We have officially passed the mid-point of our mission. Hard to wrap the mind around that thought. We are staying busy and learning much.
We had breakfast this morning with some of the most interesting people we have ever met (although we keep meeting more and more of those people). The Findlays are finishing their 20+ years as senior missionaries, most recently with the Humanitarian Services wheelchair project, and transitioning their responsibilities to the Christensens, who started as senior missionaries 10 years ago in the Congo. This is their third assignment. He is known as “commando” Christensen because of their experiences in the DRC during what is politely called “civil unrest”, but which included bullets flying in the streets outside their apartment. These two couples were accompanied by a younger woman who is a therapist and travels with the wheelchair project as a technical specialist & trainer.
This week we also met the Daltons who just came back to Ghana to the same MLS assignment in the same branch & district, and living in the same apartment, for the 3rd time. They were called on the phone and asked if they would consider returning to help establish a stake in that district, and they jumped at the opportunity. They are in a difficult place, under difficult physical circumstances, but they just love the people.
A couple of weeks ago I was able to visit with Pres. Assard and Bro. Affoué, who with their wives were the two founding families of the Church in Cote d’Ivoire in 1986. Each family was inspired to return to their home country from Germany and France to build up the church. Bro. Assard visited with Elder Joseph Wirthlin in Frankfort before returning and received a short list of people and addresses in Ivory Coast. He wrote to them all after arriving, but only Bro.Affoué replied and he thought that Bro. Assard must be French because of his last name. What he didn’t know is that Bro. Assard’s name had been changed by the French from Assa when he was in school. They found that they were both from the same tribe and lived in villages adjacent to each other. They started holding meetings immediately. Thirty years later there are 11 stakes and 10 districts, at last count. We pray for the announced temple in Abidjan, that they can break ground soon. Otherwise we won’t have room for them all in Accra.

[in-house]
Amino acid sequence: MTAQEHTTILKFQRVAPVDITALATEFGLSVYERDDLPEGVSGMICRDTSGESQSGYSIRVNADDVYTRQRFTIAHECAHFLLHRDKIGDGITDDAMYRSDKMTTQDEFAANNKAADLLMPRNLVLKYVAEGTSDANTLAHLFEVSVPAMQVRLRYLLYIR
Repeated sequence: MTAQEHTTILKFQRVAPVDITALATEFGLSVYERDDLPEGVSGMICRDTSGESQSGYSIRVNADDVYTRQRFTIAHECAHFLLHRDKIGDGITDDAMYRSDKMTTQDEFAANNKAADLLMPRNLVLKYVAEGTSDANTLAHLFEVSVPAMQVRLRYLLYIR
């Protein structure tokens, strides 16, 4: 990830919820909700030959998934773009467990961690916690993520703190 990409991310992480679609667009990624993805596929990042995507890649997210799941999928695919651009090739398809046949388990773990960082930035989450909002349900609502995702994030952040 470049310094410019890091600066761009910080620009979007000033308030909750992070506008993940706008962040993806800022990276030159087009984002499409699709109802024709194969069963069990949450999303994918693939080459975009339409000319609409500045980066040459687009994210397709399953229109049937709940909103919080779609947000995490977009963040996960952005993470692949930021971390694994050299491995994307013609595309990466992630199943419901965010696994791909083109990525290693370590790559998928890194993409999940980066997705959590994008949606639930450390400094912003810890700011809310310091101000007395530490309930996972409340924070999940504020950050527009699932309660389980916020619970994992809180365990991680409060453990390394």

We were able to watch General Conference yesterday and are waiting for the Priesthood Session to become available. Just before the first session I received a text and photo from a cousin who is an Area Seventy and attending the conference. They realized they were sitting next to our dear stake president from here, Anthony B. Quaisie, who was sustained as an Area Seventy in the afternoon session
On Wednesday a small group of Saints [3 couples and 2 single sisters] came from Liberia for their endowments and sealings. Two of the couples brought children with them. It is part of my responsibility to make sure the children are dressed completely in white and then accompany them to where their parents are waiting for the ordinance. I gave the 10 year old girl a choice between two long dresses. She was very excited about one of them and I could tell it made her feel special. After the ordinance was finished, she took my hand and asked me if when she came to the temple the next time, she could wear the same dress. Knowing [because of distance and expense] that she would not get here again for years, I replied “The next time you come, you will have your own beautiful dress”. She threw her arms around my waist and gave me a big hug.
Often, on week-ends, brides come to the temple grounds for pictures. It is a public service the church allows because the grounds and the building itself are probably the most beautiful in the city. This picture was taken out of our window yesterday.